March 17, 2022
As a Ghanaian American woman working in the international development sector, I navigate mostly White spaces at headquarters while also engaging with and craving more direct interactions with overseas partners, especially those in Africa. Across all these settings, I juggle the complex intersections of my multiple identities – age, sex, race, religion, culture, and motherhood – while being as polished as possible to combat the stereotypes of Black women as loud, unmanageable, unproductive, angry, struggling, or demanding, to name a few.
In the early days of the Covid-19 pandemic, and the aftermath of global protests against the murder of George Floyd, I found that the pronounced and overt calls to “decolonize international development” aligned with my outspokenness and engagements with Black women’s groups such as At the Forefront, PopWorks Africa, and When Black Women Gather. What may have been considered “radical” just a few years before now seemed encouraged in my work. Nowhere was this more palpable than at WomenStrong International, where I was consulting as a technical advisor.
True decolonization of international development begins with giving up power – and that shift requires commitment, time, and trust-building. At WomenStrong, this begins with seeing and naming grantees as partners. Partners are then actively included in the shaping and implementation of all work and practices. WomenStrong routinely obtains feedback from partners during partner meetings, external webinars, and within their online portal. The vision of grassroots action and women-driven solutions was not just “talk” but is integrated into the organization’s very practices. After all, desiring and working towards feminist and local solutions requires the availability of necessary resources to catalyze change institutionally and in communities.
Within weeks of the pandemic bringing the US into a state of shutdown, WomenStrong was actively rethinking and shifting the way it works. WomenStrong created advisory board groups, encouraged partners to lead activities, and encouraged critical inquiry to promote learning. Justice was not just in one-voice feminism, but through accepting a range of perspectives and incorporating language justice (e.g., ensuring proper interpretation of webinars/meetings, multilingual resources, facilitating accessibility) and leadership from all staff levels as a pillar of the work.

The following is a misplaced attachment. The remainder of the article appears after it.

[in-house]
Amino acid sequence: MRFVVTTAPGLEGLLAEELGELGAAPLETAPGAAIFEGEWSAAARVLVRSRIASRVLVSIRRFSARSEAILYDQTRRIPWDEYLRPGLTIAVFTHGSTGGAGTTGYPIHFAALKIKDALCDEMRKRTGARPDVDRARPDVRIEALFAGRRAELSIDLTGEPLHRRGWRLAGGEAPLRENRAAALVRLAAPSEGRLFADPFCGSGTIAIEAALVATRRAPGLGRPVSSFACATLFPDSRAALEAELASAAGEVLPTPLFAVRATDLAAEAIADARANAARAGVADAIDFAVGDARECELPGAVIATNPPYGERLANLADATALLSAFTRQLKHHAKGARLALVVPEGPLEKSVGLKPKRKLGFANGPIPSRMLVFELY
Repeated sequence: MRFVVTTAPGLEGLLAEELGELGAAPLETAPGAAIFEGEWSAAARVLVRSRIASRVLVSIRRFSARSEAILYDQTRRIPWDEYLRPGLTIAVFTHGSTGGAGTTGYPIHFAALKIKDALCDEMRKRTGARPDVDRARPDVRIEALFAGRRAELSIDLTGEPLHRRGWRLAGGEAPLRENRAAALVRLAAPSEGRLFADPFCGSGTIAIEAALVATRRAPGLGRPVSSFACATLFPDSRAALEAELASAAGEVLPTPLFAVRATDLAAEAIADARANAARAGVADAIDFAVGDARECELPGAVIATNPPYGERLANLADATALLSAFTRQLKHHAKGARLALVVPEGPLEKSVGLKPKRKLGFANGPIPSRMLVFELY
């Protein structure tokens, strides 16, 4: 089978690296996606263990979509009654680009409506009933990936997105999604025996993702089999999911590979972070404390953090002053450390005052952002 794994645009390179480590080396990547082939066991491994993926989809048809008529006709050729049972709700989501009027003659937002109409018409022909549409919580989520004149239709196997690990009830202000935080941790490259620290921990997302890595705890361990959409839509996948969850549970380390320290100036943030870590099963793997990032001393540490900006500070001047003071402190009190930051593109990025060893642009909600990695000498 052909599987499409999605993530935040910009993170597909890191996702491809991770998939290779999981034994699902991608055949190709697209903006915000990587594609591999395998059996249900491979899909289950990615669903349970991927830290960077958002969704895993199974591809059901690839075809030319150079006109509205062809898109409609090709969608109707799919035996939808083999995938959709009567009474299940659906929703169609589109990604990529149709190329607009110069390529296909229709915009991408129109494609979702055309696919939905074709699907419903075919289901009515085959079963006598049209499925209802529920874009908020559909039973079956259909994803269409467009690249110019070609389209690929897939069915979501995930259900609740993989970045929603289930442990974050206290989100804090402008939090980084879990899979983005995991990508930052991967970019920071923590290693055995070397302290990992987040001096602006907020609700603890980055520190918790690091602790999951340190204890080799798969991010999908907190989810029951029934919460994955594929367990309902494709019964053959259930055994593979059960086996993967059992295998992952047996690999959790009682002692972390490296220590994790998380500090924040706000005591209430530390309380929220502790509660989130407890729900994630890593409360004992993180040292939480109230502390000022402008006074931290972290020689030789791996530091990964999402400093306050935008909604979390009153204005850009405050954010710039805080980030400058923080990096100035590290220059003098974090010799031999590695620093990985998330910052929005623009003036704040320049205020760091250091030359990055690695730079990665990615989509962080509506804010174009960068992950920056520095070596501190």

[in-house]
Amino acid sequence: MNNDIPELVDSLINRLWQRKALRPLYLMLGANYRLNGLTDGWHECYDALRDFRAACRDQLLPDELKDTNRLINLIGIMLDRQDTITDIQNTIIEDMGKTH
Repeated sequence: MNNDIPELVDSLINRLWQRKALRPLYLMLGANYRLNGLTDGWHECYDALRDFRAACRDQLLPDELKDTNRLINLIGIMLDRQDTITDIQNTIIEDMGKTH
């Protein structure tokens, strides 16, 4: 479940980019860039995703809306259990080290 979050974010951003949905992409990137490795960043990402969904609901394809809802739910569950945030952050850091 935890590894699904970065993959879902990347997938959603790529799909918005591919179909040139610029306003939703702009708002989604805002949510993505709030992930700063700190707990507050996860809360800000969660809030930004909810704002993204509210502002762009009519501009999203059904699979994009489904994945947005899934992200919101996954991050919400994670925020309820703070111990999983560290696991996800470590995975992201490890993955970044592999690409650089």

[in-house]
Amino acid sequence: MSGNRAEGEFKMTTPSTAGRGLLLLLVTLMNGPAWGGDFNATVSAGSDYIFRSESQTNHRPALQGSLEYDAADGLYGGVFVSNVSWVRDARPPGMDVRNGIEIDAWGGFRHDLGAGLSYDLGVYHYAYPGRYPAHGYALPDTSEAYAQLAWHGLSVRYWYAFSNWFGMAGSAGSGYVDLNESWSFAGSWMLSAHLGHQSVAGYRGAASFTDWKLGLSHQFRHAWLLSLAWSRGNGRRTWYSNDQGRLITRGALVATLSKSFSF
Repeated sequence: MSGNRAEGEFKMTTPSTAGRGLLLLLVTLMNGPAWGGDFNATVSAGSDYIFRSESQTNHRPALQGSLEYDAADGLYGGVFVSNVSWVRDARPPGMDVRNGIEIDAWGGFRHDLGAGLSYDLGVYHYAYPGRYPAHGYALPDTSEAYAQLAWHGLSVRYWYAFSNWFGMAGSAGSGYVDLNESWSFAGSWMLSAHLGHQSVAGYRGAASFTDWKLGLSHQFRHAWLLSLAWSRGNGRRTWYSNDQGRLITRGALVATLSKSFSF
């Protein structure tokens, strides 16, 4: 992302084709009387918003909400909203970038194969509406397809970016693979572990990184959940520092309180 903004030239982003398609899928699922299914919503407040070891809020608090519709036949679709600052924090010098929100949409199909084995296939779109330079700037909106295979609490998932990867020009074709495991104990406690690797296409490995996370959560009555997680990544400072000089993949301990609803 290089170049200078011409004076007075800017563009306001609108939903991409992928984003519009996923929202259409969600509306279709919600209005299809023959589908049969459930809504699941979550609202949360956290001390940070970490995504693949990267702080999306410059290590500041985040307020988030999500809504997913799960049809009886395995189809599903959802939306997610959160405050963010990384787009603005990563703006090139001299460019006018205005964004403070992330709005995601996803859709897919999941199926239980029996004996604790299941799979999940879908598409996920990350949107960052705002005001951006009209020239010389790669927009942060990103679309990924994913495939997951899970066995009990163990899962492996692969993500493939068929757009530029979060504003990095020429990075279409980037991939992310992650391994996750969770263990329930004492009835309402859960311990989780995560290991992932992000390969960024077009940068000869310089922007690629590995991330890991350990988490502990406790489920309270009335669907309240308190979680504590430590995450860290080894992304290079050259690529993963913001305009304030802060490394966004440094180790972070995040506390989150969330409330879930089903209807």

Donors and grantmaking organizations can have the flexibility – and the power – to change operations to meet the needs of grantees. At the outset of the pandemic, WomenStrong asked partners what was most needed. Many partners were dealing with challenges related to balancing work, shutdowns, remote learning for their families, and mental health. I was surprised that rather than insisting on deadlines or deliverables, WomenStrong pivoted to unrestricted funding and supported partners in changing project plans. Rather than stifle productivity, this freed up partners to attend to their challenges during this uncertain and chaotic time, support their communities in the best way possible, and return invigorated for better outcomes.
One of the greatest things to witness was the unexpected ways in which doors opened as WomenStrong consciously chose to disrupt the narratives and power dynamics of the status quo. WomenStrong’s openness translated into staff learning from partner organizations just as much as staff and consultants were supporting partners in their technical work.
Leading with humanity strengthened partnerships and cultivated a sense of community. I watched partners flourish in this environment of openness and self-actualization – trying creative ways of documenting their lessons learned and boldly stepping into new leadership roles.
While supporting the work of these incredible partners, I, too, felt supported to arrange my life as I needed it to be amidst a myriad of challenges. I went from trying to angle my camera so people could see the one spot of the room I had cleaned off instead of the explosion of food, books, activities/toys, and other random things around me, to appreciating the absolute necessity of doing what worked best for me. Sometimes, it even meant being okay with leaving a call to attend to a child’s needs or turning down tasks so that I could care for myself emotionally or join in protests and other social actions.
Donors have flexibility in crafting realities that can edify the people working and those being served, even in a time of major uncertainty. To witness and experience the WomenStrong approach to these shifts in grantmaking has been transformative. Seeing partners from across the globe observe moments of self-care amidst personal and professional challenges inspired others, including myself, to live authentically. Pushing on did not mean ignoring the vulnerabilities and exhaustion of pandemic life, but rather, accepting and honoring the realities represented in our community. From adjustments in staff care and grantmaking operations to internal and external communications, WomenStrong shines a bright light on what is possible when organizations not only listen to the needs of their grantees, but make the shifts needed to meet those needs. It is encouraging to consider the possibilities of such a model – where respite, choice, and power are fused – as the way forward in grantmaking.